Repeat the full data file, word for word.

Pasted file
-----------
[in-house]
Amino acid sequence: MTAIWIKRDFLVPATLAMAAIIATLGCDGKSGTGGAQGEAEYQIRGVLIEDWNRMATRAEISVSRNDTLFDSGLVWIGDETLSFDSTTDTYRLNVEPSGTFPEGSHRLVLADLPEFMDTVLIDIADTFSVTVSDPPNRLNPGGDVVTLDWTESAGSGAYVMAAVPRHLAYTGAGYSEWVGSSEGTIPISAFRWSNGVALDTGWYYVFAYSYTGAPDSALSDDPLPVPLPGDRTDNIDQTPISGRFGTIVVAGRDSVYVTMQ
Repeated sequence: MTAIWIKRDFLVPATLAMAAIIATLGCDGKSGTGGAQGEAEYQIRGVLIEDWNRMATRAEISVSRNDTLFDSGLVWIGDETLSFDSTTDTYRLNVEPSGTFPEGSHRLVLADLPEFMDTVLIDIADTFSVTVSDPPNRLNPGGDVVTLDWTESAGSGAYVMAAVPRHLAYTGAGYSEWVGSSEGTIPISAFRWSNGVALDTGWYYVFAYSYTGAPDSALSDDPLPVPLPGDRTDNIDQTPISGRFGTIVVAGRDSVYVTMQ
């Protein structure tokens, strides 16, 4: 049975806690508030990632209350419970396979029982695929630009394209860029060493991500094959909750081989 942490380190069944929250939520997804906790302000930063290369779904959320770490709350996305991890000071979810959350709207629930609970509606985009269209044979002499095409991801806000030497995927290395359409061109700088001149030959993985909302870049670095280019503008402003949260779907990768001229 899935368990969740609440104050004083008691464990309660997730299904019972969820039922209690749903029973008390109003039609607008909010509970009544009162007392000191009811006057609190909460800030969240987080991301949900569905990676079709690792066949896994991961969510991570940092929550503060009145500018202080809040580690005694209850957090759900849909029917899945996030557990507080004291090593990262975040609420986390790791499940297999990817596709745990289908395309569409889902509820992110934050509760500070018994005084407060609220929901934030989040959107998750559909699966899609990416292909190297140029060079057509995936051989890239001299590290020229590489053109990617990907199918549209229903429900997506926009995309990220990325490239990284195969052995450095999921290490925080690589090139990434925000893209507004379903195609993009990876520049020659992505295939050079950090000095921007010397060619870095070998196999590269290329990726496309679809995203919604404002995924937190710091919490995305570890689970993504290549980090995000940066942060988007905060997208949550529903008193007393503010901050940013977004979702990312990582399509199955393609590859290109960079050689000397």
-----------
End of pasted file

[in-house]
Amino acid sequence: MTAIWIKRDFLVPATLAMAAIIATLGCDGKSGTGGAQGEAEYQIRGVLIEDWNRMATRAEISVSRNDTLFDSGLVWIGDETLSFDSTTDTYRLNVEPSGTFPEGSHRLVLADLPEFMDTVLIDIADTFSVTVSDPPNRLNPGGDVVTLDWTESAGSGAYVMAAVPRHLAYTGAGYSEWVGSSEGTIPISAFRWSNGVALDTGWYYVFAYSYTGAPDSALSDDPLPVPLPGDRTDNIDQTPISGRFGTIVVAGRDSVYVTMQ
Repeated sequence: MTAIWIKRDFLVPATLAMAAIIATLGCDGKSGTGGAQGEAEYQIRGVLIEDWNRMATRAEISVSRNDTLFDSGLVWIGDETLSFDSTTDTYRLNVEPSGTFPEGSHRLVLADLPEFMDTVLIDIADTFSVTVSDPPNRLNPGGDVVTLDWTESAGSGAYVMAAVPRHLAYTGAGYSEWVGSSEGTIPISAFRWSNGVALDTGWYYVFAYSYTGAPDSALSDDPLPVPLPGDRTDNIDQTPISGRFGTIVVAGRDSVYVTMQ
């Protein structure tokens, strides 16, 4: 049975806690508030990632209350419970396979029982695929630009394209860029060493991500094959909750081989 942490380190069944929250939520997804906790302000930063290369779904959320770490709350996305991890000071979810959350709207629930609970509606985009269209044979002499095409991801806000030497995927290395359409061109700088001149030959993985909302870049670095280019503008402003949260779907990768001229 899935368990969740609440104050004083008691464990309660997730299904019972969820039922209690749903029973008390109003039609607008909010509970009544009162007392000191009811006057609190909460800030969240987080991301949900569905990676079709690792066949896994991961969510991570940092929550503060009145500018202080809040580690005694209850957090759900849909029917899945996030557990507080004291090593990262975040609420986390790791499940297999990817596709745990289908395309569409889902509820992110934050509760500070018994005084407060609220929901934030989040959107998750559909699966899609990416292909190297140029060079057509995936051989890239001299590290020229590489053109990617990907199918549209229903429900997506926009995309990220990325490239990284195969052995450095999921290490925080690589090139990434925000893209507004379903195609993009990876520049020659992505295939050079950090000095921007010397060619870095070998196999590269290329990726496309679809995203919604404002995924937190710091919490995305570890689970993504290549980090995000940066942060988007905060997208949550529903008193007393503010901050940013977004979702990312990582399509199955393609590859290109960079050689000397």